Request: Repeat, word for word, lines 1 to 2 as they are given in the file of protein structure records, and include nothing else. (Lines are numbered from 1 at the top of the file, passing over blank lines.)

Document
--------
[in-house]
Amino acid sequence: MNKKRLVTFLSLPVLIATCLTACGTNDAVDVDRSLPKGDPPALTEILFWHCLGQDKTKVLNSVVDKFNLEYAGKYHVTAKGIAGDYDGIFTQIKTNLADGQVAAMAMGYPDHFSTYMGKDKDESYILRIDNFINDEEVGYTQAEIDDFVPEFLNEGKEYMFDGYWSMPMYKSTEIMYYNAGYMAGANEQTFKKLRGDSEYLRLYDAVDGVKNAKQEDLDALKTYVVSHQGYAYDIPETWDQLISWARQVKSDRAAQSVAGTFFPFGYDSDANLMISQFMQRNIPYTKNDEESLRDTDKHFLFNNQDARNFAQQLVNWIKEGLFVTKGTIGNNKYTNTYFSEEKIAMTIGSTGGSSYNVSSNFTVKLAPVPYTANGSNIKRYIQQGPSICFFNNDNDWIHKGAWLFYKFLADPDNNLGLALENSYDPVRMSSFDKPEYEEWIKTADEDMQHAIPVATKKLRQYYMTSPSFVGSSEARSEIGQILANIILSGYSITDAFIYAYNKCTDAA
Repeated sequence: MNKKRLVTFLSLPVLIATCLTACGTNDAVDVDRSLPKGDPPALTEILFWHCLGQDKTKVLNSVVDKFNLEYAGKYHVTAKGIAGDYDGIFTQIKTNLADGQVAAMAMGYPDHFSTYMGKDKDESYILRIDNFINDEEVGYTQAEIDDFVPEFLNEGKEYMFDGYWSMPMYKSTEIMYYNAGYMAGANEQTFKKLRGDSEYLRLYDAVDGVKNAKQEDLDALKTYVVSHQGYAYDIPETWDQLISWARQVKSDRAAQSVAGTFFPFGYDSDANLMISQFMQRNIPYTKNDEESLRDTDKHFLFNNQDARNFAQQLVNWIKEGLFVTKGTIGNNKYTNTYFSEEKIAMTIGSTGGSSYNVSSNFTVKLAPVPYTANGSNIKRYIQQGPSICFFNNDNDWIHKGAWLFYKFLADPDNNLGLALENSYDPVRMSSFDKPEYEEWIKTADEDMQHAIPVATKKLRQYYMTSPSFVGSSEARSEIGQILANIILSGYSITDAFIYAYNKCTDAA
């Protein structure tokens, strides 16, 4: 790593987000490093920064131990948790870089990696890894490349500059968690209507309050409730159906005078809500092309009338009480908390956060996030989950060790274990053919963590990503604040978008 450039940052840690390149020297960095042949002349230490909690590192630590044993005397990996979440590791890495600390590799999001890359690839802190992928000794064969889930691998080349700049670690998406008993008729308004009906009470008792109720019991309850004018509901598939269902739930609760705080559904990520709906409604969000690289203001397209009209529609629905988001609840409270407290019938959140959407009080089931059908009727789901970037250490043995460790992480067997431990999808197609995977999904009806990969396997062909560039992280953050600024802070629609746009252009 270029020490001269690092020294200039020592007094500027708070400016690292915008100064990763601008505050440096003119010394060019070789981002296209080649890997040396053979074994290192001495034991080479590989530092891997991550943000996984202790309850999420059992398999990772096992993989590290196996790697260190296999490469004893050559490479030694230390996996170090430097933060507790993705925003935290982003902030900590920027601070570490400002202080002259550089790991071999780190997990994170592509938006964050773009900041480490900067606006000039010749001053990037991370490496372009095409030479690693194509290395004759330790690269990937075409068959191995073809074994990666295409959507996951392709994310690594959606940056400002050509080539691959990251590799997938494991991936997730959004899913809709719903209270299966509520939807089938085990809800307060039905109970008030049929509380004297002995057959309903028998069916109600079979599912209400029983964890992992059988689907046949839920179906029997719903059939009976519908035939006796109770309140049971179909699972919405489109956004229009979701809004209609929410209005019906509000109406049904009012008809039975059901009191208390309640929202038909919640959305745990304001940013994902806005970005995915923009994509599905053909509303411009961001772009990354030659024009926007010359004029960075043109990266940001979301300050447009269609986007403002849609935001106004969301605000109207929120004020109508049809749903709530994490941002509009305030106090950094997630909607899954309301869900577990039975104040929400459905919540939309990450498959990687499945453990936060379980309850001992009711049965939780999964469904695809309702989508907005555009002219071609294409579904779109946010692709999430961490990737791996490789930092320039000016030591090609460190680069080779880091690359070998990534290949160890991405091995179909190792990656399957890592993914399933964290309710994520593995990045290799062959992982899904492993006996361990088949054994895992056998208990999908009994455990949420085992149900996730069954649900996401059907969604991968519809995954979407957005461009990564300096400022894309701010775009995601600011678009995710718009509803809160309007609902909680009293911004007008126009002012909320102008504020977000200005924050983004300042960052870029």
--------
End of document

[in-house]
Amino acid sequence: MNKKRLVTFLSLPVLIATCLTACGTNDAVDVDRSLPKGDPPALTEILFWHCLGQDKTKVLNSVVDKFNLEYAGKYHVTAKGIAGDYDGIFTQIKTNLADGQVAAMAMGYPDHFSTYMGKDKDESYILRIDNFINDEEVGYTQAEIDDFVPEFLNEGKEYMFDGYWSMPMYKSTEIMYYNAGYMAGANEQTFKKLRGDSEYLRLYDAVDGVKNAKQEDLDALKTYVVSHQGYAYDIPETWDQLISWARQVKSDRAAQSVAGTFFPFGYDSDANLMISQFMQRNIPYTKNDEESLRDTDKHFLFNNQDARNFAQQLVNWIKEGLFVTKGTIGNNKYTNTYFSEEKIAMTIGSTGGSSYNVSSNFTVKLAPVPYTANGSNIKRYIQQGPSICFFNNDNDWIHKGAWLFYKFLADPDNNLGLALENSYDPVRMSSFDKPEYEEWIKTADEDMQHAIPVATKKLRQYYMTSPSFVGSSEARSEIGQILANIILSGYSITDAFIYAYNKCTDAA